I’m not sure what you mean by Benny Hill routine unless you’re referencing the fact that Death Locket (by the way I love the name Death Locket, it’s like an underground band name that people talk about but never invite you to go see because they don’t think you’re hardcore enough) is hanging with the British super team. As of now there are two deaths out of a cast of 16. To be honest with you the death that I felt wasn’t handled well out of the two was Red Raven, it was rather anticlimactic but I’m sure many flyers would’ve tried and it’s more realistic that they die of a fall but she died full speed into a super powerful force field, like a fly in a windscreen. I feel Mettle’s death was quite honorable (if not graphic) , sacrificing his life for the woman he loves. I was sort of thinking that Mettle would be more invulnerable than that, but it sort of supports many theories that this may not be real.
I think what people are so upset about is that the focus of the book will be death and forcing teens and friends/classmates to kill each other. Life and Death are looked at differently in every culture, whether you celebrate life or mourn death. When I was a teen I had to deal with a lot of deaths. My father died before I graduated high school followed by my grandma, a friend that died of cancer, a friend who killed himself, a great aunt, a great uncle, and even my dog (I also had a friend who got a DUI and commited Vehicular Manslaughter, so I did grow up with at least one murderer). And more recently, on Christmas Eve my grandfather died of cancer. I’ve almost died a few times too. And looking at Hazmat and how her character was a hothead exile with an emphasis on boundaries, I think that her reaction is very understandable and realistic. The only person who could be around her just died protecting her, she’s probably going through survivor’s guilt which tends to be very angry. Which sucks terribly but makes sense because most teens coping mechanisms aren’t fully developed. Everyone reacts to death differently, as we all react to threats differently, not to mention that these teen heroes most likely have varying levels of PTSD and are now told most likely you will die soon. All of the heroes are now exhibiting a fight/flight and ingroup/outgroup mentality based off of reactionary fear. These are all very dangerous aspects of society (can you tell I majored in Conflict Resolution? I love analyzing comics).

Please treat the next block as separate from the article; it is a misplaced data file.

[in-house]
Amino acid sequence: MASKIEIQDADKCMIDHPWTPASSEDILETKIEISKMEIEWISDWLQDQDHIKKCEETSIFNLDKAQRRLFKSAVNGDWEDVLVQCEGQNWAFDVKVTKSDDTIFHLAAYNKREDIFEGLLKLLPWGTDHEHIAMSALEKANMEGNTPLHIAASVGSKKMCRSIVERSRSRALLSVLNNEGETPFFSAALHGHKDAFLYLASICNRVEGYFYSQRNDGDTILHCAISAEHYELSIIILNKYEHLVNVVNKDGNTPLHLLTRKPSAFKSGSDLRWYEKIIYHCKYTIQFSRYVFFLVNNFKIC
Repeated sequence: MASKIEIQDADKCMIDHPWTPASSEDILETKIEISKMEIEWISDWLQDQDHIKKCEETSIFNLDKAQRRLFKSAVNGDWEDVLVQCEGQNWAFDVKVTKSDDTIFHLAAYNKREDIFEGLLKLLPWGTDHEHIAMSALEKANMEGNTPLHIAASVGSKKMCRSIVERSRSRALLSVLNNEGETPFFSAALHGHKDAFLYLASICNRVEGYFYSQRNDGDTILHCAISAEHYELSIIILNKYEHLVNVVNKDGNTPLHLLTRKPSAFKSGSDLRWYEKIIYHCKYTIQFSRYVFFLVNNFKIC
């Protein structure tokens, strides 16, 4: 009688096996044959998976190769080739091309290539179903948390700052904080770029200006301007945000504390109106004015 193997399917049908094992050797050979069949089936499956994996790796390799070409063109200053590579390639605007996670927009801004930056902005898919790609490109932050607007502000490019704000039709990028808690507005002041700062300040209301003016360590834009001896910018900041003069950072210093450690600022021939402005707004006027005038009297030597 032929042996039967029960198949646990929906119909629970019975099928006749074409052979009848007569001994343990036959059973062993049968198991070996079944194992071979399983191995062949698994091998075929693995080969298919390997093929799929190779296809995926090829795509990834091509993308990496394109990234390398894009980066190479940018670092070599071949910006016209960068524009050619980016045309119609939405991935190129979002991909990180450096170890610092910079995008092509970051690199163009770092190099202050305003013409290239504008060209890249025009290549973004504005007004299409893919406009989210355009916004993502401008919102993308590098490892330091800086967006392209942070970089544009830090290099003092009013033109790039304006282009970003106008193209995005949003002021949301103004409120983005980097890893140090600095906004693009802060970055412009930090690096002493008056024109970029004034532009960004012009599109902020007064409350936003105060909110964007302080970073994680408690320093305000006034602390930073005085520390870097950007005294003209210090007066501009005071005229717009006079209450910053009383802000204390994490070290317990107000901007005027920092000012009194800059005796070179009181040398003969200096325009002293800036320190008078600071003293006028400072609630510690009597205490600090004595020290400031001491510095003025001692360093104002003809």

From a writer’s perspective this seems like one of the most difficult tasks to make successful. Hopeless is turning an age old theme in stories (let alone super hero stories) and selling it with a cast of 16. Approaching it from one character’s perspective each time seems to be a good idea to understand where they’re coming from and then gives even more attachment to the characters. While we’re talking about reinvigorating themes, he’s also reinvigorating one of the biggest joke villains of Marvel. Arcade has been doing his obstacle course, oh look a giant pinball, thing for like forever and really hasn’t sold anyone on his lethality. Hopeless took Arcade and force fed him like twenty rare candies, now fans are curious and the heroes don’t know what to do because the violence that got them to this point in their lives won’t save them. Three things about life I feel he brought to this comic: No one dies dignified, you’ll always find conflict with bad communication and stress, and what makes you think you can trust anyone. To me, I think it’s great to bring these things to Marvel because I personally don’t have any attachment to fictional characters (which is why I don’t have a definite favorite). I read comics for creativity and the impossible, and unless you believe in alternate realities and that 2D creations literally have a life of their own (something very Morrison like), I wouldn’t stress. This is mainstream comics everything comes back in one way or another. I’m busy enough helping improve the quality of life for my friends, family, and surrounding communities to let this bother me.